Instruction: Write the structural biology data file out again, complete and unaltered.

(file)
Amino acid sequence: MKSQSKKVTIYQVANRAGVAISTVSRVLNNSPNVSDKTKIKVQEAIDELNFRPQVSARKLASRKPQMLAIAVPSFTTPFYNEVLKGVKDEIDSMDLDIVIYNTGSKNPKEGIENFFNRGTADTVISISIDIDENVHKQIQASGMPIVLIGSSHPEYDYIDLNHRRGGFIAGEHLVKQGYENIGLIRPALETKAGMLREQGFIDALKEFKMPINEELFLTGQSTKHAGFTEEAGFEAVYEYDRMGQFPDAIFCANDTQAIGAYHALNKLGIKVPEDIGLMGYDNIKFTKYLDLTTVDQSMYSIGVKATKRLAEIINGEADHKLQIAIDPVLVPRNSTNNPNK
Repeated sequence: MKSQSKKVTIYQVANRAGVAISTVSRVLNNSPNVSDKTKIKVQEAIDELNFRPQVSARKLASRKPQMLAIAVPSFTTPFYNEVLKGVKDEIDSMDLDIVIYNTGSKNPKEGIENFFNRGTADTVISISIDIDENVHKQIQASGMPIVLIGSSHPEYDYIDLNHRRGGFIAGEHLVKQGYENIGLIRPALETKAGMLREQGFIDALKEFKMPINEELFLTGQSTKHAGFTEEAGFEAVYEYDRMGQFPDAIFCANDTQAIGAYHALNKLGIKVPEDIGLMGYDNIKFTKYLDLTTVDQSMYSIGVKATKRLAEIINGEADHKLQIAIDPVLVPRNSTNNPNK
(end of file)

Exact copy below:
Amino acid sequence: MKSQSKKVTIYQVANRAGVAISTVSRVLNNSPNVSDKTKIKVQEAIDELNFRPQVSARKLASRKPQMLAIAVPSFTTPFYNEVLKGVKDEIDSMDLDIVIYNTGSKNPKEGIENFFNRGTADTVISISIDIDENVHKQIQASGMPIVLIGSSHPEYDYIDLNHRRGGFIAGEHLVKQGYENIGLIRPALETKAGMLREQGFIDALKEFKMPINEELFLTGQSTKHAGFTEEAGFEAVYEYDRMGQFPDAIFCANDTQAIGAYHALNKLGIKVPEDIGLMGYDNIKFTKYLDLTTVDQSMYSIGVKATKRLAEIINGEADHKLQIAIDPVLVPRNSTNNPNK
Repeated sequence: MKSQSKKVTIYQVANRAGVAISTVSRVLNNSPNVSDKTKIKVQEAIDELNFRPQVSARKLASRKPQMLAIAVPSFTTPFYNEVLKGVKDEIDSMDLDIVIYNTGSKNPKEGIENFFNRGTADTVISISIDIDENVHKQIQASGMPIVLIGSSHPEYDYIDLNHRRGGFIAGEHLVKQGYENIGLIRPALETKAGMLREQGFIDALKEFKMPINEELFLTGQSTKHAGFTEEAGFEAVYEYDRMGQFPDAIFCANDTQAIGAYHALNKLGIKVPEDIGLMGYDNIKFTKYLDLTTVDQSMYSIGVKATKRLAEIINGEADHKLQIAIDPVLVPRNSTNNPNK